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10 Marketing Mistakes Entrepreneurs Must Avoid

Our digital marketing agency, Straight North, has worked with thousands of startups and entrepreneurial businesses over a span of more than 20 years. Many of these clients came to us after having been frustrated by poor results from their marketing efforts. While hundreds of issues can throttle a marketing campaign, we’ve seen several issues come up over and over. Avoid these 10 marketing mistakes, and you’ll be far more likely to succeed, whether your goal is lead generation, online revenue, brand awareness, or a combination.

1. Spreading Yourself Too Thin

If you’re starting up a business or are somewhat new to marketing, every marketing option looks good: You want to be on social media; you want SEO; you want to do an email campaign, etc., etc., etc. However, if in your enthusiasm you dive into multiple campaigns, you’ll quickly learn that successful marketing in any form requires a great deal of time (and in many cases, money) to produce dial-moving results.

Most entrepreneurial businesses lack the human resources and funds to conduct four or five campaigns. Concentrating efforts on one or two campaigns you judge to be most promising is far more effective. As your business grows, you can expand into other types of marketing, or, as is sometimes the case, simply expand the campaign that is already succeeding.

2. Not Having a Clear Objective

Being on social media because a bunch of your competitors is on social media is not a good idea — it’s possible all your competitors are wasting their money. But even large companies with sophisticated marketing departments often fall into the trap of engaging in a certain type of marketing mistake because it’s hot or because everybody seems to have been doing it for the last five years.

Instead of following the herd, ask hard questions. How will we benefit by being on social media (or by doing SEO or an email campaign)? What specific objectives must we set? How will we measure our progress toward those objectives?

Answering these questions vastly improves the odds of success and spares you many sleepless nights wondering whether your marketing efforts are paying off or will ever pay off.

3. Not Having the Right Objective

In marketing, sometimes what you think you want is not really what you want. A good example is a company doing SEO that single-mindedly invests in trying to rank #1 on Google for a highly popular search term. Often, this is a misguided strategy: The search term may be so competitive that it’s cost-prohibitive to pursue it; the search term may generate website traffic but no conversions, making it essentially worthless; the search term may not even generate traffic. Another example is the company that pours everything into being on social media to improve brand awareness when what it really needs is lead generation.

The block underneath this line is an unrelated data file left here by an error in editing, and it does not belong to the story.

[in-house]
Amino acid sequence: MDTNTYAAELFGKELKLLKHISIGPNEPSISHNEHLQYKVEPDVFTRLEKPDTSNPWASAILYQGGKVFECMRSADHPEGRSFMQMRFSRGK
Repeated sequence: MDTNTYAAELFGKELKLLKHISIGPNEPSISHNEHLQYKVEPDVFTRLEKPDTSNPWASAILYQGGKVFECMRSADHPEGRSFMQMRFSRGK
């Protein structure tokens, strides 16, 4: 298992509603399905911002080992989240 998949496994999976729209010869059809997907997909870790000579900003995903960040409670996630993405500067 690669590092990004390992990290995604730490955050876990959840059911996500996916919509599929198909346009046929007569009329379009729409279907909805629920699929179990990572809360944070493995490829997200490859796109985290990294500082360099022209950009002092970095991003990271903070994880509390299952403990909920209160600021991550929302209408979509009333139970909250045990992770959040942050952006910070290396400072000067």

Give adequate thought to all possible upsides, downsides, and ROI potential of a marketing objective(s) before you dedicate resources to pursuing it.

4. Having Unrealistic Expectations

Prepare to be disappointed if:

  • You think you can get a valuable page-one ranking on Google in a month.
  • You think you can achieve a 10% conversion rate on your first PPC campaign.
  • You think you can double your business in six months through an email campaign.
  • You think you can get meaningful results on any marketing campaign with a budget of $200/month.

Having lofty goals is an excellent aspiration, but in marketing, lofty goals require lofty budgets, lofty expertise, and lofty patience. Better to set a series of small goals and be pleasantly surprised than to set an impossible goal and be seriously disappointed.

5. Buying into Deals Too Good to be True

With SEO and many other forms of digital marketing, you’re likely to run into agencies selling low-cost package deals promising great results. Canned marketing campaigns seldom live up to expectations. A certain degree of customization is almost always necessary for a truly effective campaign because every company has a unique starting point, in terms of a target audience, geographic coverage, competitive environment, customer acquisition cost, and a host of other factors. Trying to cram all companies into a one-size-fits-all marketing box just doesn’t work.